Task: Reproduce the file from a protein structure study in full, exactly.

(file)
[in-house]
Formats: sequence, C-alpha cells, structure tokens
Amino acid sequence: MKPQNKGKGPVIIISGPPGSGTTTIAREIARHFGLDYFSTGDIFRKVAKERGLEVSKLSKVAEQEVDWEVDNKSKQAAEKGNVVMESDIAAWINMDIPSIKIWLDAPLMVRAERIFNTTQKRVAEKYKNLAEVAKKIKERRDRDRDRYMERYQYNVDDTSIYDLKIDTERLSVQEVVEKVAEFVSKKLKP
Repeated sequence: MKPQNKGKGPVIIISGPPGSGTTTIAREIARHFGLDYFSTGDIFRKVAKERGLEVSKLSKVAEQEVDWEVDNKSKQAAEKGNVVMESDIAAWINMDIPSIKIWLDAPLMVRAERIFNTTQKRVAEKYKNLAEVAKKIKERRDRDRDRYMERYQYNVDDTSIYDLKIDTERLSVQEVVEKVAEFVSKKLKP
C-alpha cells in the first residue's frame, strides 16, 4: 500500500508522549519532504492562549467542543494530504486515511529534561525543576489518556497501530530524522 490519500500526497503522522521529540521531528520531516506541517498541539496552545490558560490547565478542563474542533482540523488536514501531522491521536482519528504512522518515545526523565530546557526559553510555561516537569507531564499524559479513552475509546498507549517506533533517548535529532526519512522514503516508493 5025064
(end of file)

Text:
[in-house]
Formats: sequence, C-alpha cells, structure tokens
Amino acid sequence: MKPQNKGKGPVIIISGPPGSGTTTIAREIARHFGLDYFSTGDIFRKVAKERGLEVSKLSKVAEQEVDWEVDNKSKQAAEKGNVVMESDIAAWINMDIPSIKIWLDAPLMVRAERIFNTTQKRVAEKYKNLAEVAKKIKERRDRDRDRYMERYQYNVDDTSIYDLKIDTERLSVQEVVEKVAEFVSKKLKP
Repeated sequence: MKPQNKGKGPVIIISGPPGSGTTTIAREIARHFGLDYFSTGDIFRKVAKERGLEVSKLSKVAEQEVDWEVDNKSKQAAEKGNVVMESDIAAWINMDIPSIKIWLDAPLMVRAERIFNTTQKRVAEKYKNLAEVAKKIKERRDRDRDRYMERYQYNVDDTSIYDLKIDTERLSVQEVVEKVAEFVSKKLKP
C-alpha cells in the first residue's frame, strides 16, 4: 500500500508522549519532504492562549467542543494530504486515511529534561525543576489518556497501530530524522 490519500500526497503522522521529540521531528520531516506541517498541539496552545490558560490547565478542563474542533482540523488536514501531522491521536482519528504512522518515545526523565530546557526559553510555561516537569507531564499524559479513552475509546498507549517506533533517548535529532526519512522514503516508493 5025064